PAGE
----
If you have been reading Legal Bytes regularly, you know that Lois Thomson here at Rimon has been one of the primary people supporting my efforts to transform "legal-ese" into understandable English – no trivial task for those of you who are interacting or have ever interacted with lawyers. So it is with great joy that I was not only able to have her write a post for Legal Bytes, but that I also finally got to edit her article. Hopefully she will smile and agree it’s been helpful. So, Lois, thank you, and here is your relevant and very timely note for all the world to see:
"I looked at an email I received from my friend, Robert, and wondered why the subject line was a reply regarding an issue of Legal Bytes that I had proofread for Joe Rosenbaum. ‘Are you aware that you have been sending these to me?’ Robert’s message read. ‘It seems like that might have been a mistake.’
"Ouch! A mistake indeed! You see, when Joe sends his documents to me to review, I proof them and make my suggested changes. I then simply hit the forward button to return them to him. Now as many of you email-program (e.g., Outlook) users already know, to make life easier (that’s ostensibly what technology is supposed to do), once I start to type in "ro," Rosenbaum, Joseph I.’s name should automatically populate the ‘To’ field. Oops. Not this time. Instead, my friend Robert’s name came up, and without looking – as I’m guessing so many of us routinely do – I hit enter and sent it off, pleased I had been so timely and responsive. Unfortunately, I was responding to my friend Robert, who may happily read Legal Bytes, but not, I suspect, the artist’s proof!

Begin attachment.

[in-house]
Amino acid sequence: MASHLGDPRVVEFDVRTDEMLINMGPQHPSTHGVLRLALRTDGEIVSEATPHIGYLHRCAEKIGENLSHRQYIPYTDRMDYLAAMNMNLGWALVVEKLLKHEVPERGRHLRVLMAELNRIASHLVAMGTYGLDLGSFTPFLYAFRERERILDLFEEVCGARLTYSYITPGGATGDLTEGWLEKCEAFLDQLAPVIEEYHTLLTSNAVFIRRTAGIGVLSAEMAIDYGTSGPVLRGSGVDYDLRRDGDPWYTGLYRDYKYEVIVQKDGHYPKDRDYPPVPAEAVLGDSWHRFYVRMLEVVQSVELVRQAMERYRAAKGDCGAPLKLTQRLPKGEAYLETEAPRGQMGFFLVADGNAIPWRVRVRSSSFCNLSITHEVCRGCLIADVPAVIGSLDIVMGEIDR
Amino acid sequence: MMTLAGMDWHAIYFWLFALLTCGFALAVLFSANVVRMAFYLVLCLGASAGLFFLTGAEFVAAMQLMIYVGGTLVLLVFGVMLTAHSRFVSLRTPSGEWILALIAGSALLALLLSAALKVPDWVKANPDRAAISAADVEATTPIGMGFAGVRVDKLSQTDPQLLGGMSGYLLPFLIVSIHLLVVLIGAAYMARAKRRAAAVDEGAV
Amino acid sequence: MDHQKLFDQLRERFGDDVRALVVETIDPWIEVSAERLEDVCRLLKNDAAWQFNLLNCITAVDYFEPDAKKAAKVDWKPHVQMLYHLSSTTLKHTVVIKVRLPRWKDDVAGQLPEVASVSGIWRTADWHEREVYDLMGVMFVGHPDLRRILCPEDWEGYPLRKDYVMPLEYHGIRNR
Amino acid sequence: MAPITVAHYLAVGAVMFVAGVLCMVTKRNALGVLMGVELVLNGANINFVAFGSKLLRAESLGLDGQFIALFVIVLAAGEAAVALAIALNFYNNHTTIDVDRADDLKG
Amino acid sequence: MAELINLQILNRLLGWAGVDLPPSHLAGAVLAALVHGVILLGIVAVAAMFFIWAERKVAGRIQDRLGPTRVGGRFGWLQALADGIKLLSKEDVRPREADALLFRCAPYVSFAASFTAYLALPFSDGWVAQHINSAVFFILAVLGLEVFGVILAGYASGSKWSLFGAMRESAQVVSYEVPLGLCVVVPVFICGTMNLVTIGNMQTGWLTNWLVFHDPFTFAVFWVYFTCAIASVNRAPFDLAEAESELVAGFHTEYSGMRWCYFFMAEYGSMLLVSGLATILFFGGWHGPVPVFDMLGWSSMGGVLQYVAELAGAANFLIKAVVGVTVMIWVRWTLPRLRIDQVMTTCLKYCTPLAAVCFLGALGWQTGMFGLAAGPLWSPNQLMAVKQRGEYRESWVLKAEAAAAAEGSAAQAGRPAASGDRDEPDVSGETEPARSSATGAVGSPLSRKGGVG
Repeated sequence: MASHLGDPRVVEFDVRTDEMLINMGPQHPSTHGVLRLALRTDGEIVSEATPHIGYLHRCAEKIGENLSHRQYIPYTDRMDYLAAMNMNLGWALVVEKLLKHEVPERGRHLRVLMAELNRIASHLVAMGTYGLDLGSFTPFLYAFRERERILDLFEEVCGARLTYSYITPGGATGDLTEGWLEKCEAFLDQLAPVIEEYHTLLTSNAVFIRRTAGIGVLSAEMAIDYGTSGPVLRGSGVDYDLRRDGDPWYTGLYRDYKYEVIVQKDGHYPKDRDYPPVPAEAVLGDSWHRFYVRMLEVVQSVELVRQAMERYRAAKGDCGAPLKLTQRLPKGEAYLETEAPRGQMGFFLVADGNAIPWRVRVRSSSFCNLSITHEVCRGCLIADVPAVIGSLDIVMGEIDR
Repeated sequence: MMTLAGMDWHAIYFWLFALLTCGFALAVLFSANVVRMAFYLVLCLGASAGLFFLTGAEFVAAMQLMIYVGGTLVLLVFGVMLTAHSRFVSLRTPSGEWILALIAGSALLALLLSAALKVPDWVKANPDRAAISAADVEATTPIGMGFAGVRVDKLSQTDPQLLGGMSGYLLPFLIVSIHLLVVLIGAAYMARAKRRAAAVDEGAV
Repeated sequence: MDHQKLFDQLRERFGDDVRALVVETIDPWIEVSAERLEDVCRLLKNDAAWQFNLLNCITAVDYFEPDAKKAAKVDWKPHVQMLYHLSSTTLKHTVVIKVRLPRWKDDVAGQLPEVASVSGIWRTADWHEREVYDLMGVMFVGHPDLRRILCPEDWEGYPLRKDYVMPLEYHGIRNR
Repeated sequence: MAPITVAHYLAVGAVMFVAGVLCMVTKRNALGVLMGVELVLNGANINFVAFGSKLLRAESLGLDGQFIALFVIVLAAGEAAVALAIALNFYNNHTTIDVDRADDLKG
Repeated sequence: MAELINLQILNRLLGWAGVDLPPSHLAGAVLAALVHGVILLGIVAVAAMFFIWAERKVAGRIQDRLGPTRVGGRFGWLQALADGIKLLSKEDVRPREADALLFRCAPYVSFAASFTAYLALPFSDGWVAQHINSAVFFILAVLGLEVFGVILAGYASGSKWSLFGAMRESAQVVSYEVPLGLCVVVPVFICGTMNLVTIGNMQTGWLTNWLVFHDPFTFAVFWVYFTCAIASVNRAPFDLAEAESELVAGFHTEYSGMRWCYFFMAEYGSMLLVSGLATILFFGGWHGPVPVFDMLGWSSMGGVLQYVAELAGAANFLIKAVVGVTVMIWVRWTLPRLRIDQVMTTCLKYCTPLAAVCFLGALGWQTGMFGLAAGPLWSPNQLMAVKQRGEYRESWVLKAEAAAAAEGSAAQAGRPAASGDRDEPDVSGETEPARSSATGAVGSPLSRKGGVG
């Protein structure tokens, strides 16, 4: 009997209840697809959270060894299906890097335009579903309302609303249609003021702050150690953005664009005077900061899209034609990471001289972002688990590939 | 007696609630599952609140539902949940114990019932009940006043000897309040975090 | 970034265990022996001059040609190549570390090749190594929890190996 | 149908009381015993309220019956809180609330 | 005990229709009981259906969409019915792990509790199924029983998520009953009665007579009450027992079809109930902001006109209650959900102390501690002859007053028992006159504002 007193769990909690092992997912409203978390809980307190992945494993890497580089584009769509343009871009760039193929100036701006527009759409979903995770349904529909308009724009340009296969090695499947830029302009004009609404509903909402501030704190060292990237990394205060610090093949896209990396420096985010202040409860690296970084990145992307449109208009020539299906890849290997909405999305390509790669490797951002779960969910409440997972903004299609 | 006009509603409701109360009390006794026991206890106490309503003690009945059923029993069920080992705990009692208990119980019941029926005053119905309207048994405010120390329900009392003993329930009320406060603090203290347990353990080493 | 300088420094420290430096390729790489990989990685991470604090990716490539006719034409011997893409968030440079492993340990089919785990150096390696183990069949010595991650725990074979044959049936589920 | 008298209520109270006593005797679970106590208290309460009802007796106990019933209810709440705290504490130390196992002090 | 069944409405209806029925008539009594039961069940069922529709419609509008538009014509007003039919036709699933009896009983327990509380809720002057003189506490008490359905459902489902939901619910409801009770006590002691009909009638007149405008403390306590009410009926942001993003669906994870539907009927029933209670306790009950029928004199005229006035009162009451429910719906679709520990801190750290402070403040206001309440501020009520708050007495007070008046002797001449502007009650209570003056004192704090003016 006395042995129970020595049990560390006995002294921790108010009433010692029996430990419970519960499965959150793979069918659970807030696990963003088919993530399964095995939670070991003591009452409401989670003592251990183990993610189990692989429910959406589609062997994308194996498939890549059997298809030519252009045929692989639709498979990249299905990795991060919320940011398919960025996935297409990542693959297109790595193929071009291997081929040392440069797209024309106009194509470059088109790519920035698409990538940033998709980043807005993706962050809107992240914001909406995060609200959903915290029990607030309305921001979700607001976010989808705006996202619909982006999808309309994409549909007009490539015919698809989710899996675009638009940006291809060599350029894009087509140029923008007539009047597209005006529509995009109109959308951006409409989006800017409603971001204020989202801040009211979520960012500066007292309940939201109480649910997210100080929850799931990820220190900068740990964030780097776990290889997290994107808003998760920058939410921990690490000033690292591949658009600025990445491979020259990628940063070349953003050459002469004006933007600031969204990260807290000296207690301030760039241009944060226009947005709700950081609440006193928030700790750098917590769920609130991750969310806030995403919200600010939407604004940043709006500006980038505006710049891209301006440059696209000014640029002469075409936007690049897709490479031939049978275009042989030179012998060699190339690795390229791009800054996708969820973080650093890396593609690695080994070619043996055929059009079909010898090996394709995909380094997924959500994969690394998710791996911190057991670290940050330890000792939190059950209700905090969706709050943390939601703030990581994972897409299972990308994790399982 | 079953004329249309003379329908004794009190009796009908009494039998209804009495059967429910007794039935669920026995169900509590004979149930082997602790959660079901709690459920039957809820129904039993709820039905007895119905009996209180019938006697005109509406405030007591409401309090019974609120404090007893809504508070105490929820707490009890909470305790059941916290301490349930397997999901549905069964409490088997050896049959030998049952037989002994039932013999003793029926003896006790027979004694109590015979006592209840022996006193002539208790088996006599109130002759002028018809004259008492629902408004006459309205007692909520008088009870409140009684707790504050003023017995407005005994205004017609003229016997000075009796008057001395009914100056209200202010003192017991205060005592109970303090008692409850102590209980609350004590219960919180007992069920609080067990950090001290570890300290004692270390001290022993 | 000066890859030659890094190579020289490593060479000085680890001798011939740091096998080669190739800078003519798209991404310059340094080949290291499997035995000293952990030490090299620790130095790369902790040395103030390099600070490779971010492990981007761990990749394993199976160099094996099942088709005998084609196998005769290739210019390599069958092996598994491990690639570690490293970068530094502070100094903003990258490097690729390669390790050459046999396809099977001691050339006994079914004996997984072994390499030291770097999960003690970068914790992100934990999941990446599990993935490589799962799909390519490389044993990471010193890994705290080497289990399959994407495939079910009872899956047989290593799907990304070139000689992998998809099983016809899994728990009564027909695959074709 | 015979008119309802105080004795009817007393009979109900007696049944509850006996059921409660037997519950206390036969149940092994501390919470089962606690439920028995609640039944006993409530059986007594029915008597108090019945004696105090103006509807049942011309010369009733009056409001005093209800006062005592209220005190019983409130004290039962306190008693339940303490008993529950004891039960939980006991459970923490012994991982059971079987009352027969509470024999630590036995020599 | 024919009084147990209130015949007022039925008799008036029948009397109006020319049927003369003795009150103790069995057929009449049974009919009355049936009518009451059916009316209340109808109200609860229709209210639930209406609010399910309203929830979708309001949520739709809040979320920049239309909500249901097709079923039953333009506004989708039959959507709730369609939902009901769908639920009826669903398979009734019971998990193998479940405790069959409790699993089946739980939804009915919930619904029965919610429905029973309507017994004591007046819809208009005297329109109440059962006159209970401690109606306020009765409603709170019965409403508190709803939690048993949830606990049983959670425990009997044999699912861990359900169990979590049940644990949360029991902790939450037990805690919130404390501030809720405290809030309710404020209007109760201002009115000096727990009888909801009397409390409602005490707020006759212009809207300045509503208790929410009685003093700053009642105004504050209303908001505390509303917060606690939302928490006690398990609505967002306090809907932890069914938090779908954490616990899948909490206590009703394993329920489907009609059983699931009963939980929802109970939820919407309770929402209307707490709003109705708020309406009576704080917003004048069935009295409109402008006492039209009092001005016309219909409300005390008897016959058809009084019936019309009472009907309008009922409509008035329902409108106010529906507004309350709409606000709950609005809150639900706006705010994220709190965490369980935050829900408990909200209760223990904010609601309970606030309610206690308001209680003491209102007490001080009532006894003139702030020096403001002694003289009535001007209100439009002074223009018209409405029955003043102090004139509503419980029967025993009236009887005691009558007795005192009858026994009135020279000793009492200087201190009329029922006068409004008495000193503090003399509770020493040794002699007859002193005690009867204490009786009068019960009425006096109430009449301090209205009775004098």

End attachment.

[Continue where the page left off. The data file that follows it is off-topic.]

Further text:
"Fortunately, Joe and Robert were gracious about the whole thing and in this case, both felt no harm was done. But what if the message had been from your lawyer or doctor or a rabbi or priest, or was some other communication that was not ultimately meant for public consumption. It was a simple but powerful reminder to me (and one that Joe felt was important enough to ask me to pass it on to you), that while automated tools can make routine tasks like ‘field completion’ simpler, they can also lead to problems if we rely on them without thinking. Hmmmm, now why can’t I remember phone numbers anymore – is it because they are all programmed into every device I own, so that I no longer have to think?"
A helpful reminder that while automated tools are great, they are just that – tools. If we aren’t careful, the tools can work against us and not for us, and can create embarrassment at best, liability at worst. Thank you Lois (and Robert).
Need to know more? Contact me, Joseph I. Rosenbaum, or any Rimon attorney with whom you regularly work. Need proofreading skills? If you don’t work for Rimon, don’t call Lois. She’s busy helping us every day. Thanks again, Lois.